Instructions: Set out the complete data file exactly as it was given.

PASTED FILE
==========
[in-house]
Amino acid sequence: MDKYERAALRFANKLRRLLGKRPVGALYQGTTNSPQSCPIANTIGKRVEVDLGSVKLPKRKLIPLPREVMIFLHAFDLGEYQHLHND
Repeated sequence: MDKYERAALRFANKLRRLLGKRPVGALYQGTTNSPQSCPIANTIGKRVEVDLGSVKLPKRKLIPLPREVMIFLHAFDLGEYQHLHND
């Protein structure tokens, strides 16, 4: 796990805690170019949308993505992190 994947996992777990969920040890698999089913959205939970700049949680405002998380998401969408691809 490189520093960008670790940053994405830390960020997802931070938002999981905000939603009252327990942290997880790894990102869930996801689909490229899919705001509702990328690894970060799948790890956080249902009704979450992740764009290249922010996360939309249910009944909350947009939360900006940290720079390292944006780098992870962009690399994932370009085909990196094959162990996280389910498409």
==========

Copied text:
[in-house]
Amino acid sequence: MDKYERAALRFANKLRRLLGKRPVGALYQGTTNSPQSCPIANTIGKRVEVDLGSVKLPKRKLIPLPREVMIFLHAFDLGEYQHLHND
Repeated sequence: MDKYERAALRFANKLRRLLGKRPVGALYQGTTNSPQSCPIANTIGKRVEVDLGSVKLPKRKLIPLPREVMIFLHAFDLGEYQHLHND
């Protein structure tokens, strides 16, 4: 796990805690170019949308993505992190 994947996992777990969920040890698999089913959205939970700049949680405002998380998401969408691809 490189520093960008670790940053994405830390960020997802931070938002999981905000939603009252327990942290997880790894990102869930996801689909490229899919705001509702990328690894970060799948790890956080249902009704979450992740764009290249922010996360939309249910009944909350947009939360900006940290720079390292944006780098992870962009690399994932370009085909990196094959162990996280389910498409």